Have you ever heard someone refer to Jesus Christ as "my Jesus?"
I used to hear that phrase a lot in old church songs, and from the mouths of little old church ladies. Back then, I would hear the words and think to myself that they sounded exclusionary. My interpretation was that when you sang or talked about "my Jesus," that you were saying that God was somehow exclusively yours. That you had some claim on the Divine that no one else had. So it was offensive to me.
Cut to about a month ago, when I received a very long message from an acquaintance. This message detailed in no uncertain terms that the individual who wrote it believes that I will be condemned to hell when I die. My confession of Jesus Christ as my Lord and Savior has little to do with whether or not God will accept me, according to the message. Instead, my stances on controversial issues like whether or not to affirm LGBT+ individuals will determine whether God will love me by welcoming me into the presence of the Divine, or "love" me by damning me to eternal conscious torment.
While I wish I could tell you that I took one look at that message and shrugged it off, I can't. It's not true. I responded with as much kindness and truthfulness as I could, and then tried to let it go. But it brought to mind all of the terrible questions that once drove me from God.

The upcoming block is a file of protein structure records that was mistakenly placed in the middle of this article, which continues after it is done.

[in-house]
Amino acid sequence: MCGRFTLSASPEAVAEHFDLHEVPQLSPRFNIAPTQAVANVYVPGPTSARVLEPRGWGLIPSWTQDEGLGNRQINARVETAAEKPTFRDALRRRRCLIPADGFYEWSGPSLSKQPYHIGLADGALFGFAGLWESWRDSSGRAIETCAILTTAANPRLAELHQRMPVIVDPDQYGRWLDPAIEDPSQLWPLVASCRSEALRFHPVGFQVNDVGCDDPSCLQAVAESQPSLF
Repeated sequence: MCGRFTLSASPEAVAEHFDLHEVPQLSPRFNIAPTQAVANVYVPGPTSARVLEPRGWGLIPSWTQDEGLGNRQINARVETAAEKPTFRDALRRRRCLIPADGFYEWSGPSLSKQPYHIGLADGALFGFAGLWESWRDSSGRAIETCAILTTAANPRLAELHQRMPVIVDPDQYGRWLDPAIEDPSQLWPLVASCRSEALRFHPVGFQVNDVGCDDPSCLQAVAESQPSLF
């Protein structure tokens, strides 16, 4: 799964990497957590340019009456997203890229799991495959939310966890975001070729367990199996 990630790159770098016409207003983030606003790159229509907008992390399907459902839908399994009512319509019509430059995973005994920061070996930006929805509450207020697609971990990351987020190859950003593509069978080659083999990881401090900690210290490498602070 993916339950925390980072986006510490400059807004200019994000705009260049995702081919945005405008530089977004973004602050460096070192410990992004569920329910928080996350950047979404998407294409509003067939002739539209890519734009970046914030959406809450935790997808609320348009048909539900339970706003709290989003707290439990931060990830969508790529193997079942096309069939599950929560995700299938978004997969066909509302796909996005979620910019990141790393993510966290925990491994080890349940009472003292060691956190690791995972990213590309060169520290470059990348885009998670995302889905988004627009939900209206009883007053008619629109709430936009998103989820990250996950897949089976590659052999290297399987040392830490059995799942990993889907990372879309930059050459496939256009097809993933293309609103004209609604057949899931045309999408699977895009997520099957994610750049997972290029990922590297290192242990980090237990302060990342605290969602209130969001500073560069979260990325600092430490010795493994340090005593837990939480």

God, do you hate me? God, will you "love" me by casting me away from you forever? God, do you wish I had never been born? ... Jesus, do you care about me at all?
And God, kind and faithful as ever, has wrapped me up in love and comfort. God has reminded me of how far he was willing to go to save me: not only by the love and power of the resurrection 2,000 years ago, but also by intervening the night I tried to end my life. God has brought some beautiful people to remind me of how valuable and beloved I am.
Which leads me to tell you that I now understand why those little old church ladies called Jesus, "my Jesus."
That phrase has come to mind at least a few times a day, every day for the last several weeks. When I see something atrocious in the news, hear of some tragedy, or am reminded that some people really do believe that the love of God looks like hatred, I will think to myself, "but my Jesus." But my Jesus loves those children. But my Jesus sees that pain. But my Jesus will intercede.
I say, "my Jesus" not because Jesus is at all interested in choosing me before or above anyone else. Rather I say, "my Jesus" because I know if he is truly mine, then he is truly everyone else's as well.
God is interested in my raw reality - the fear and sorrow of my spiritual trauma, and my desperate desire to be loved - and is invested in proving that Divine Power is here for me. Which shows me that God is interested in the groaning of the world and is invested in redeeming all of it. Divine Power is here for us.
My Jesus has gone out of his way to ransom me from the hell I've lived in, and he is doing the same for this entire planet and everyone on it.
He's your Jesus too. He's my Jesus. He's our Jesus.